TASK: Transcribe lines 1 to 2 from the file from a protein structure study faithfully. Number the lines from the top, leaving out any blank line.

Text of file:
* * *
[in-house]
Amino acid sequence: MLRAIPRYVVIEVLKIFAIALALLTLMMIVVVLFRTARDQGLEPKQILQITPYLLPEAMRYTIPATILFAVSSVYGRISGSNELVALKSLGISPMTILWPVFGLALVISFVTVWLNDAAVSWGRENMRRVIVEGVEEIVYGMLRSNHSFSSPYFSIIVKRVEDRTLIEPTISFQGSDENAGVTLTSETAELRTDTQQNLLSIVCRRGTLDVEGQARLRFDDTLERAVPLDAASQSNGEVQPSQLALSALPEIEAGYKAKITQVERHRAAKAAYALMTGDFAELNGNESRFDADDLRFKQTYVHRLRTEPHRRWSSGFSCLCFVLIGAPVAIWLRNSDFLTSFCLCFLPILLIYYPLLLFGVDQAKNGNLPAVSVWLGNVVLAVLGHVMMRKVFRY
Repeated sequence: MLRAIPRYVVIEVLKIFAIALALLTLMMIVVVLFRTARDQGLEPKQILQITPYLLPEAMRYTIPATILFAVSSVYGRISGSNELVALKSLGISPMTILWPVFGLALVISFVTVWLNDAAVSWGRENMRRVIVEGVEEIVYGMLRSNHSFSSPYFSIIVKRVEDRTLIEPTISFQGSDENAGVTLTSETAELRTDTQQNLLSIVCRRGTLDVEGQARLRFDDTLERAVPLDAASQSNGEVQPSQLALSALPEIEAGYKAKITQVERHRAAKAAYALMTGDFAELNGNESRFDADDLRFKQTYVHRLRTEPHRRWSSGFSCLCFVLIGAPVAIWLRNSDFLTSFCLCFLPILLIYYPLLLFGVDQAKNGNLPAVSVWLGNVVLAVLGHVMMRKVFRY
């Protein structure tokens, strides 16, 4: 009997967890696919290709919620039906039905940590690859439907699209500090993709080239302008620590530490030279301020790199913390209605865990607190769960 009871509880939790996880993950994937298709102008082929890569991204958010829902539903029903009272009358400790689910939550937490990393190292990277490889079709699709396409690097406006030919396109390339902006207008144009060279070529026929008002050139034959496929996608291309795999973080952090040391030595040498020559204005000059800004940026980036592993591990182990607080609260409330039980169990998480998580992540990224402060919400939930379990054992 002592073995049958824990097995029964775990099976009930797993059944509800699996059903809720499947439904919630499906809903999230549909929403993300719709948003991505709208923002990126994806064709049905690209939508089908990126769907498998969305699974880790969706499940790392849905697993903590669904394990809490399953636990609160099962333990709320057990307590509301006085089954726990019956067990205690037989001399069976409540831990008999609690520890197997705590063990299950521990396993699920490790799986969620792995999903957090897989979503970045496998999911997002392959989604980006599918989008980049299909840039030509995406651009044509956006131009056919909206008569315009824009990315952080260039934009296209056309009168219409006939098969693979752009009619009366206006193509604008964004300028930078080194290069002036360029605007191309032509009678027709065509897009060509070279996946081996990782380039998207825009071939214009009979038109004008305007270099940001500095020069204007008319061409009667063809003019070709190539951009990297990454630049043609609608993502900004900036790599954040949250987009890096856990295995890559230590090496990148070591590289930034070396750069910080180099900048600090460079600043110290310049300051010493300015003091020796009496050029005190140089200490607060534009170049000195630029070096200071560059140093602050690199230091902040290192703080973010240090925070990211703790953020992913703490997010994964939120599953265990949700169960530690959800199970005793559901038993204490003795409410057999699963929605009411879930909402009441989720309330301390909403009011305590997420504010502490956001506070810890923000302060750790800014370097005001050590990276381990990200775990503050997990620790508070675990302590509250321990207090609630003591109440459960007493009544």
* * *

[in-house]
Amino acid sequence: MLRAIPRYVVIEVLKIFAIALALLTLMMIVVVLFRTARDQGLEPKQILQITPYLLPEAMRYTIPATILFAVSSVYGRISGSNELVALKSLGISPMTILWPVFGLALVISFVTVWLNDAAVSWGRENMRRVIVEGVEEIVYGMLRSNHSFSSPYFSIIVKRVEDRTLIEPTISFQGSDENAGVTLTSETAELRTDTQQNLLSIVCRRGTLDVEGQARLRFDDTLERAVPLDAASQSNGEVQPSQLALSALPEIEAGYKAKITQVERHRAAKAAYALMTGDFAELNGNESRFDADDLRFKQTYVHRLRTEPHRRWSSGFSCLCFVLIGAPVAIWLRNSDFLTSFCLCFLPILLIYYPLLLFGVDQAKNGNLPAVSVWLGNVVLAVLGHVMMRKVFRY